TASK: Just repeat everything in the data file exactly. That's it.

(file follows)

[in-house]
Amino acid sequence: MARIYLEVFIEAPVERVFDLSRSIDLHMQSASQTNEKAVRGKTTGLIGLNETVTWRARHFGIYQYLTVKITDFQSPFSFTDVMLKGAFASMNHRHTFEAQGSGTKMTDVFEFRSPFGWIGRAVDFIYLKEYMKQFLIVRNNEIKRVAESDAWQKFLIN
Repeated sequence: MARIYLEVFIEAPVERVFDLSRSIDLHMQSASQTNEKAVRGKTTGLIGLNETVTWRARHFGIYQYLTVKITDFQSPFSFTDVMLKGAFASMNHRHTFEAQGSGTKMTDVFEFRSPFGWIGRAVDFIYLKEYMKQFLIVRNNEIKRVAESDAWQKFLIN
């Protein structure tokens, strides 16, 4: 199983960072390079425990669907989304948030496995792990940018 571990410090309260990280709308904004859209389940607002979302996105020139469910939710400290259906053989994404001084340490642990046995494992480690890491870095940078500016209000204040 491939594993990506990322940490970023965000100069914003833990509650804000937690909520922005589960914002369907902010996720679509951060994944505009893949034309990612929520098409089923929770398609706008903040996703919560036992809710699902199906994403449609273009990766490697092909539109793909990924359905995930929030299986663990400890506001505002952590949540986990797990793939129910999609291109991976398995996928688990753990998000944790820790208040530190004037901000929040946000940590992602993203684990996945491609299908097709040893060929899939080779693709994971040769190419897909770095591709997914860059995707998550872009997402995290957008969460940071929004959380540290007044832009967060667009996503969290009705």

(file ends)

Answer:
[in-house]
Amino acid sequence: MARIYLEVFIEAPVERVFDLSRSIDLHMQSASQTNEKAVRGKTTGLIGLNETVTWRARHFGIYQYLTVKITDFQSPFSFTDVMLKGAFASMNHRHTFEAQGSGTKMTDVFEFRSPFGWIGRAVDFIYLKEYMKQFLIVRNNEIKRVAESDAWQKFLIN
Repeated sequence: MARIYLEVFIEAPVERVFDLSRSIDLHMQSASQTNEKAVRGKTTGLIGLNETVTWRARHFGIYQYLTVKITDFQSPFSFTDVMLKGAFASMNHRHTFEAQGSGTKMTDVFEFRSPFGWIGRAVDFIYLKEYMKQFLIVRNNEIKRVAESDAWQKFLIN
């Protein structure tokens, strides 16, 4: 199983960072390079425990669907989304948030496995792990940018 571990410090309260990280709308904004859209389940607002979302996105020139469910939710400290259906053989994404001084340490642990046995494992480690890491870095940078500016209000204040 491939594993990506990322940490970023965000100069914003833990509650804000937690909520922005589960914002369907902010996720679509951060994944505009893949034309990612929520098409089923929770398609706008903040996703919560036992809710699902199906994403449609273009990766490697092909539109793909990924359905995930929030299986663990400890506001505002952590949540986990797990793939129910999609291109991976398995996928688990753990998000944790820790208040530190004037901000929040946000940590992602993203684990996945491609299908097709040893060929899939080779693709994971040769190419897909770095591709997914860059995707998550872009997402995290957008969460940071929004959380540290007044832009967060667009996503969290009705």